Understanding the Big Bang: Physics in extreme cosmic situations

Professor Dr. Hermann Nicolai to hold a public talk at URANIA Potsdam.

November 26, 2009

Date and location: Wednesday, 2 December 2009 at 7:00 p.m.

Gutenbergstraße 71/72, 14467 Potsdam

Modern physics rests on two pillars: on quantum mechanics, which describes processes on the very smallest level, including molecules, atoms and elementary particles, and on Einstein’s general theory of relativity, which applies to huge masses at vast distances, such as, for example, black holes and neutron stars. Quantum theory and relativity theory “meet” in the Big Bang, as this is where the mass of the entire universe comes together in a tiny point. However, it has not yet been possible to unite both theories and thereby attain a conclusive description of the Big Bang.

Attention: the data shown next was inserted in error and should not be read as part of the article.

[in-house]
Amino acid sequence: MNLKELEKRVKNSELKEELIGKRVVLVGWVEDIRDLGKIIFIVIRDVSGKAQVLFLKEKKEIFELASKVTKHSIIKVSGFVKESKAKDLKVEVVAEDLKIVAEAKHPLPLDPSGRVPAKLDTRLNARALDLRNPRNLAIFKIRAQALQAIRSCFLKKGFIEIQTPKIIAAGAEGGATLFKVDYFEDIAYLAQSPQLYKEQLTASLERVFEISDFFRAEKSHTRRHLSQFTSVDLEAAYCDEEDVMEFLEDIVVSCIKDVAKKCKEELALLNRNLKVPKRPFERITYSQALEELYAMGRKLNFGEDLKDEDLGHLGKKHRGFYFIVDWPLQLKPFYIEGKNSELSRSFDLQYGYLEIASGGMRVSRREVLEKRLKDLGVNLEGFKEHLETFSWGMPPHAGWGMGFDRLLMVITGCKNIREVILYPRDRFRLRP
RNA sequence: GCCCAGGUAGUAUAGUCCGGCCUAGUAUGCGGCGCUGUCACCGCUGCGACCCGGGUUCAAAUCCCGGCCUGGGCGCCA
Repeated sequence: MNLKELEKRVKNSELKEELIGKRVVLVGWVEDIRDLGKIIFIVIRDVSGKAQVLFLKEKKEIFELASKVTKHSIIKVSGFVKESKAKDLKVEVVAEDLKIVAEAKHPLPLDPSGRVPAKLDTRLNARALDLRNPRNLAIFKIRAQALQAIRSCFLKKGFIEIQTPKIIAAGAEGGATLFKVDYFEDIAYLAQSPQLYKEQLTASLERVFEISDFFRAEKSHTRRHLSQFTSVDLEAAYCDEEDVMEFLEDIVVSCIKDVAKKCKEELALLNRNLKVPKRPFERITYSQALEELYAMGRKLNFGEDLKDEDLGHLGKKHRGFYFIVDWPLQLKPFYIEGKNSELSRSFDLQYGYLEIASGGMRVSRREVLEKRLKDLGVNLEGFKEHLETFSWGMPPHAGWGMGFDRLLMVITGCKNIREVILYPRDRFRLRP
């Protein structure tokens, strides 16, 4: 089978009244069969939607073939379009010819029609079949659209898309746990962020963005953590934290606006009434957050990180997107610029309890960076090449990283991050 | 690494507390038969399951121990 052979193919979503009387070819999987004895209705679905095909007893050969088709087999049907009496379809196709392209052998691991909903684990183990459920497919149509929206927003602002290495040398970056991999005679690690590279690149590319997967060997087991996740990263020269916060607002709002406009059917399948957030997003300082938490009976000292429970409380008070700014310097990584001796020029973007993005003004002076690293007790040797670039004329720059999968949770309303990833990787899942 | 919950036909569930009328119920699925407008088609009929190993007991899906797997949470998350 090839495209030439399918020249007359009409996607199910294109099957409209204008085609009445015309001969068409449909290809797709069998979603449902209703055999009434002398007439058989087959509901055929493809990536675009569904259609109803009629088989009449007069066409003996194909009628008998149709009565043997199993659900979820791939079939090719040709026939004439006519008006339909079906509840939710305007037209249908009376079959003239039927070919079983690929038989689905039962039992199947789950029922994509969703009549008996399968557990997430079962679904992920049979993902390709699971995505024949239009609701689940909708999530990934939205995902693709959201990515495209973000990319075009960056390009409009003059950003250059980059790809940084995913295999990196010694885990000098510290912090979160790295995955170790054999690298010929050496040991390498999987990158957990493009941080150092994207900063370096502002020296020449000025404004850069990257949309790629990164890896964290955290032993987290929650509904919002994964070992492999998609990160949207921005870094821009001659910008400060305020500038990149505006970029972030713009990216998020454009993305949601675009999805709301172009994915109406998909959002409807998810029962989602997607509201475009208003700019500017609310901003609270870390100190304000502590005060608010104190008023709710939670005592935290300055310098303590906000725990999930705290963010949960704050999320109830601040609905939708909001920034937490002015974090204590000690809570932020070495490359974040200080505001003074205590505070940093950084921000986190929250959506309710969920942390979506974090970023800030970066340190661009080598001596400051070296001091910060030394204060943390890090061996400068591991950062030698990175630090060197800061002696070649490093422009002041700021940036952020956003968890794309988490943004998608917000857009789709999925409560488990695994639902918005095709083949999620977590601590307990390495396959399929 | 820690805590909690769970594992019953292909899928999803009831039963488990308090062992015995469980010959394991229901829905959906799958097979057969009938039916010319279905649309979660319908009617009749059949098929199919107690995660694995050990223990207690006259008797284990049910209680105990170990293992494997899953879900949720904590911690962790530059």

In his talk, Hermann Nicolai, Director at the Max Planck Institute for Gravitational Physics, will describe which ideas are currently being explored in order to reconcile both theories and thus reach a better understanding of the Big Band and other extreme cosmic situations.

The talk brings to a close the entire series of talks in URANIA Potsdam by the Leibniz-Institut für Astrophysik Potsdam (AIP), the Max Planck Institute for Gravitational Physics (Albert Einstein Institute) and the University of Potsdam focussing on astronomy and astrophysics on the occasion of the International Year of Astronomy 2009.

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